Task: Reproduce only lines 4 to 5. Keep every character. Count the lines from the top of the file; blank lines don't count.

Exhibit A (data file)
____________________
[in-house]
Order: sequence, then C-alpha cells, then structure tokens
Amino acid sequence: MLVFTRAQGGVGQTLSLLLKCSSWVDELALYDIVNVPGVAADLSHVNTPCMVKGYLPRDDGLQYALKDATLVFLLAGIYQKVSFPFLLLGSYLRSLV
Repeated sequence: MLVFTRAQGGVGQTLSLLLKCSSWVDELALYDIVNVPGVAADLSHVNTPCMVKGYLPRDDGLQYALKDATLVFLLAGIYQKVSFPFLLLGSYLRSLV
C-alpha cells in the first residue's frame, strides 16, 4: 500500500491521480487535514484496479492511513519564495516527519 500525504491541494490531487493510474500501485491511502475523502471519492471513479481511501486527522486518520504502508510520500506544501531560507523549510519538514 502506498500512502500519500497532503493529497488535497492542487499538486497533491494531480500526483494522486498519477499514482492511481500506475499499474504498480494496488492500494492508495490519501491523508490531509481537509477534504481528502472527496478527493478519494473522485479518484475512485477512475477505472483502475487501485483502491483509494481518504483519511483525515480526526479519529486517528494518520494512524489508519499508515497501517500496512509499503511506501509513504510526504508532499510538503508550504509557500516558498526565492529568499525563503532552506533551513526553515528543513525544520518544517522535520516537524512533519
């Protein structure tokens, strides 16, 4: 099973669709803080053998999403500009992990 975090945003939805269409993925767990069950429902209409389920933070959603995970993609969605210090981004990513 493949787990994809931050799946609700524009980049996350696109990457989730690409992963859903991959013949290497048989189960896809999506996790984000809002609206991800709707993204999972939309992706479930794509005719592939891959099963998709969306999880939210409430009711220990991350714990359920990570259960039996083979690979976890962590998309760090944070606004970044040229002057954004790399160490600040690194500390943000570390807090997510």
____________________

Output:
Repeated sequence: MLVFTRAQGGVGQTLSLLLKCSSWVDELALYDIVNVPGVAADLSHVNTPCMVKGYLPRDDGLQYALKDATLVFLLAGIYQKVSFPFLLLGSYLRSLV
C-alpha cells in the first residue's frame, strides 16, 4: 500500500491521480487535514484496479492511513519564495516527519 500525504491541494490531487493510474500501485491511502475523502471519492471513479481511501486527522486518520504502508510520500506544501531560507523549510519538514 502506498500512502500519500497532503493529497488535497492542487499538486497533491494531480500526483494522486498519477499514482492511481500506475499499474504498480494496488492500494492508495490519501491523508490531509481537509477534504481528502472527496478527493478519494473522485479518484475512485477512475477505472483502475487501485483502491483509494481518504483519511483525515480526526479519529486517528494518520494512524489508519499508515497501517500496512509499503511506501509513504510526504508532499510538503508550504509557500516558498526565492529568499525563503532552506533551513526553515528543513525544520518544517522535520516537524512533519